On the strength of singles such as "Nuthin' but a 'G' Thang", "Let Me Ride", and "Fuck wit Dre Day (and Everybody's Celebratin')" (known as "Dre Day" for radio and television play), all of which featured Snoop Dogg as guest vocalist, The Chronic became a cultural phenomenon, its G-funk sound dominating much of hip hop music for the early 1990s. In 1993, the Recording Industry Association of America (RIAA) certified the album triple platinum, and Dr. Dre also won the Grammy Award for Best Rap Solo Performance for his performance on "Let Me Ride". For that year, Billboard magazine also ranked Dr. Dre as the eighth best-selling musical artist, The Chronic as the sixth best-selling album, and "Nuthin' but a 'G' Thang" as the 11th best-selling single.
Dr. Dre and DJ Yella also performed mixes for local radio station KDAY, boosting ratings for its afternoon rush-hour show The Traffic Jam. Dr. Dre's earliest recordings were released in 1994 on a compilation titled Concrete Roots. Stephen Thomas Erlewine of the website AllMusic described the compiled music, released "several years before Dre developed a distinctive style", as "surprisingly generic and unengaging" and "for dedicated fans only".
Besides working on his own material, Dr. Dre produced Snoop Dogg's debut album Doggystyle, which became the first debut album for an artist to enter the Billboard 200 album charts at number one. In 1994 Dr. Dre produced some songs on the soundtracks to the films Above the Rim and Murder Was the Case. He collaborated with fellow N.W.A member Ice Cube for the song "Natural Born Killaz" in 1995. For the film Friday, Dre recorded "Keep Their Heads Ringin'", which reached number ten on the Billboard Hot 100 and number 1 on the Hot Rap Singles (now Hot Rap Tracks) charts.
In 1994, starting with the Murder was the Case soundtrack, Dre attempted to push the boundaries of G-funk further into a darker sound. In songs such as "Murder was the Case" and "Natural Born Killaz", the synthesizer pitch is higher and the drum tempo is slowed down to 91 BPM (87 BPM in the remix) to create a dark and gritty atmosphere. Percussion instruments, particularly sleigh bells, are also present. Dre's frequent collaborators from this period included Pittsburgh, Pennsylvania natives Stuart "Stu-B-Doo" Bullard, a multi-instrumentalist from the Ozanam Strings Orchestra, Sam Sneed, Stephen "Bud'da" Anderson, and percussionist Carl "Butch" Small. This style of production has been influential far beyond the West Coast. The beat for the Houston-based group Geto Boys 1996 song "Still" follows the same drum pattern as "Natural Born Killaz" and Eazy E's "Wut Would U Do" (a diss to Dre) is similar to the original "Murder was the Case" instrumental. This style of production is usually accompanied by horror and occult-themed lyrics and imagery, being crucial to the creation of horrorcore.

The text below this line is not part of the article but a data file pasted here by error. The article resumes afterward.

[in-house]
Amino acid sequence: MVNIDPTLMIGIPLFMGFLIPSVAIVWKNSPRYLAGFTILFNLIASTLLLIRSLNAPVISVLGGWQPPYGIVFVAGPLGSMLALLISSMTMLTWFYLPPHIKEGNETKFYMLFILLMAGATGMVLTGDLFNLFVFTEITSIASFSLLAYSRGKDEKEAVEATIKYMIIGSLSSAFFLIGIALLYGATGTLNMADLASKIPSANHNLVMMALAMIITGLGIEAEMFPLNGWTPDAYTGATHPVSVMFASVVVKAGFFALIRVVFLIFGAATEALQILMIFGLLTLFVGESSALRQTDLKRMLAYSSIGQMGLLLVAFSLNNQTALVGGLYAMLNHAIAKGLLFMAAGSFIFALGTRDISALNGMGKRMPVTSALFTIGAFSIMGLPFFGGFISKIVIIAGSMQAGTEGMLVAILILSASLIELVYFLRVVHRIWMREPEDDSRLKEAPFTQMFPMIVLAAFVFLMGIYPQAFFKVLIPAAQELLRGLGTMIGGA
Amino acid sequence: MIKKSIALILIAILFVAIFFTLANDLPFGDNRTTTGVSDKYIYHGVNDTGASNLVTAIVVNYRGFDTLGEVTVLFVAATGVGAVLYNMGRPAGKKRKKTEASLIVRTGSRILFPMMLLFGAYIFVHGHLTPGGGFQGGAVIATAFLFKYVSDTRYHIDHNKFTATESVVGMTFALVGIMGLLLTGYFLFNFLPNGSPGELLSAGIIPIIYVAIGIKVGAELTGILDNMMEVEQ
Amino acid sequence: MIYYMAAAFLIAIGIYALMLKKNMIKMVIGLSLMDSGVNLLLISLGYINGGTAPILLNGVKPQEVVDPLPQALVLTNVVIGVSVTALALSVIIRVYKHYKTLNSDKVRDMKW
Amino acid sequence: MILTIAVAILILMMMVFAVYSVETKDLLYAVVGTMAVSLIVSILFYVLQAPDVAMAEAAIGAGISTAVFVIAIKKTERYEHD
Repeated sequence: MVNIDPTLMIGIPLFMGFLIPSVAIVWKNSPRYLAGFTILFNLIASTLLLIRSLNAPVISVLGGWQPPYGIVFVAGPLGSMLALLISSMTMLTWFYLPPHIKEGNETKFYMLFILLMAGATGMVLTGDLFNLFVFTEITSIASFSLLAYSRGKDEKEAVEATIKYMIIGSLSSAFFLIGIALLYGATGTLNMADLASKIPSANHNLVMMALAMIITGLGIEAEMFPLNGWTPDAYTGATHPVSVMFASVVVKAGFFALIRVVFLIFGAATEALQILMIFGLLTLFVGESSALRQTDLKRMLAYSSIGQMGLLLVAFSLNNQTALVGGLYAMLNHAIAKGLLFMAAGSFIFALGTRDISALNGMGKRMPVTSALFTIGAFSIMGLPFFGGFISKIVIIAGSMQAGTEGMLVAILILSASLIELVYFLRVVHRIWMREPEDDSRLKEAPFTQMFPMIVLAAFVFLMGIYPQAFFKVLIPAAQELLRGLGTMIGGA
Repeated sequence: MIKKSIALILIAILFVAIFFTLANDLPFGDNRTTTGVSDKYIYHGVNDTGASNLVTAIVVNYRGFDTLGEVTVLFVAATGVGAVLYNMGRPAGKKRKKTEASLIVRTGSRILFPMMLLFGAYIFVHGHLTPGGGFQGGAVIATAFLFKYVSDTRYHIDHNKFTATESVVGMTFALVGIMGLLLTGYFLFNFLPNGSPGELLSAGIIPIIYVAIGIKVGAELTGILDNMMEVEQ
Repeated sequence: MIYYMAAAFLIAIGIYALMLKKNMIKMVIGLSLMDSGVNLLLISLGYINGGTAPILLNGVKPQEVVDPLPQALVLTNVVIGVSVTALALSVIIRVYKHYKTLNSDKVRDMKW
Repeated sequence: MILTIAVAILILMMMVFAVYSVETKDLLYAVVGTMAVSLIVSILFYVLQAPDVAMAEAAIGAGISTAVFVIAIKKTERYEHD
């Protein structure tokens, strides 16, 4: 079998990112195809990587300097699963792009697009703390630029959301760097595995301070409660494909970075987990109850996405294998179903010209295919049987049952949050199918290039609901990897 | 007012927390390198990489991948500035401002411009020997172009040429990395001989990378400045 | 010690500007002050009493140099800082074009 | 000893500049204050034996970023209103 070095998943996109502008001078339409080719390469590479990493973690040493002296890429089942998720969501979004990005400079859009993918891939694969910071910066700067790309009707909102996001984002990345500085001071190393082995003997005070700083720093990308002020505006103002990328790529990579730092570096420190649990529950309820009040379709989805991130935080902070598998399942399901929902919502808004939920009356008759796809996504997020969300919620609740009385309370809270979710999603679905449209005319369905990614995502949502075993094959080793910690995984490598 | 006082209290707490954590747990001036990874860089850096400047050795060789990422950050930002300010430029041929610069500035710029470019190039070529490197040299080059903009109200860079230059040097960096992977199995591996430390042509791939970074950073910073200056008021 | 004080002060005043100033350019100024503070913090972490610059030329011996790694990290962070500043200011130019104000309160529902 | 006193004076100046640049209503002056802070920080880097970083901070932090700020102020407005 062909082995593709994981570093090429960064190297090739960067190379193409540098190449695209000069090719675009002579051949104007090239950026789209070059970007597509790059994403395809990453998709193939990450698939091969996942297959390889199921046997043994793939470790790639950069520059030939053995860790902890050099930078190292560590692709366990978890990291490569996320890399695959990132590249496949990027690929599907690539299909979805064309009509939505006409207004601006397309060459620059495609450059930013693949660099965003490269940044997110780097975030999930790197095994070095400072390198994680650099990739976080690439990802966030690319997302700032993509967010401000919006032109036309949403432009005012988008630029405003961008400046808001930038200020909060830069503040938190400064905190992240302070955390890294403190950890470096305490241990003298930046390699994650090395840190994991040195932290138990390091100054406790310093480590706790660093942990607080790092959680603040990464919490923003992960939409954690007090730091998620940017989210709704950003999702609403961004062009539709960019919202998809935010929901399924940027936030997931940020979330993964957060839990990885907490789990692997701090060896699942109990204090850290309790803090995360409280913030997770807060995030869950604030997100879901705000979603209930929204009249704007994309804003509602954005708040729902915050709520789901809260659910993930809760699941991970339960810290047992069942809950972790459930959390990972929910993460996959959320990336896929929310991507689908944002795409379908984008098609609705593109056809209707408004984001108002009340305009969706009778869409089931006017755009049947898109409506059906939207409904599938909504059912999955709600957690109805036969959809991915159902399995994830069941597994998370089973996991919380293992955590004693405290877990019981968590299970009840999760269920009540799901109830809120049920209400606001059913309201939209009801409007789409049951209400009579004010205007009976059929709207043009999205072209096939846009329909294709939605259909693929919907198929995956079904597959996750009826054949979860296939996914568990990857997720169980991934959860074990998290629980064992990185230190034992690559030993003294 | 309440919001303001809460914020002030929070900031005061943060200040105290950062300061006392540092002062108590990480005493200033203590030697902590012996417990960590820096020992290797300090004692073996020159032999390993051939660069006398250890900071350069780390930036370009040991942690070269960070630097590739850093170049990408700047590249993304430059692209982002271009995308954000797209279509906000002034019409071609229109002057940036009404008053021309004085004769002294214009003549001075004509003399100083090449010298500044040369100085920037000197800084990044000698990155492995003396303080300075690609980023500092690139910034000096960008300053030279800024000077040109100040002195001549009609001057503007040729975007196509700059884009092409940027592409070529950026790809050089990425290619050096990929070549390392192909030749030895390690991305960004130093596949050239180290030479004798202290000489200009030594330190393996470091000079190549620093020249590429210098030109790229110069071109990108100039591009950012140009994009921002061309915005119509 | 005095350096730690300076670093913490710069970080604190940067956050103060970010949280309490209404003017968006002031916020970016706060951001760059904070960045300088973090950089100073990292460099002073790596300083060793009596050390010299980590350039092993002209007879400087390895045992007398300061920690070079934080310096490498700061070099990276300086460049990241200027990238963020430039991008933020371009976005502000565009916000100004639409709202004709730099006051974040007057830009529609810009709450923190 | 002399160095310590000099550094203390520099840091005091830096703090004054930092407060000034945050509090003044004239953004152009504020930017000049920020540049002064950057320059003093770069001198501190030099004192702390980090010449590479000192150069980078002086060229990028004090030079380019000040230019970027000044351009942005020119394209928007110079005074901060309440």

On January 10, 1994, Dre was arrested after leading police on a 90 mph pursuit through Beverly Hills in his 1987 Ferrari. It was revealed Dr. Dre had a blood-alcohol of 0.16, twice the state's legal limit. The conviction violated Dre's battery conviction in 1991 and he was sentenced to eight months in prison in September 1994.
In 1995, Death Row Records signed rapper 2Pac, and began to position him as their major star: he collaborated with Dr. Dre on the commercially successful single "California Love", which became both artists' first song to top the Billboard Hot 100. However, in March 1996 Young left the label amidst a contract dispute and growing concerns that label boss Suge Knight was corrupt, financially dishonest and out of control. Later that year, he formed his own label, Aftermath Entertainment, under the distribution label for Death Row Records, Interscope Records. Subsequently, Death Row Records suffered poor sales by 1997, especially following the death of 2Pac and the racketeering charges brought against Knight.
The Dr. Dre Presents the Aftermath album, released on November 26, 1996, featured songs by Dr. Dre himself, as well as by newly signed Aftermath Entertainment artists, and a solo track "Been There, Done That", intended as a symbolic farewell to gangsta rap. Despite being classified platinum by the RIAA, the album was not very popular among music fans. In October 1996, Dre performed "Been There, Done That" on Saturday Night Live. In 1997, Dr. Dre produced several tracks on The Firm's The Album; it was met with largely negative reviews from critics. Rumors began to abound that Aftermath was facing financial difficulties. Aftermath Entertainment also faced a trademark infringement lawsuit by the underground thrash metal band Aftermath. First Round Knock Out, a compilation of various tracks produced and performed by Dr. Dre, was also released in 1996, with material ranging from World Class Wreckin' Cru to N.W.A to Death Row recordings. Dr. Dre chose to take no part in the ongoing East Coast–West Coast hip hop rivalry of the time, instead producing for, and appearing on, several New York artists' releases, such as Nas' "Nas Is Coming", LL Cool J's "Zoom" and Jay-Z's "Watch Me".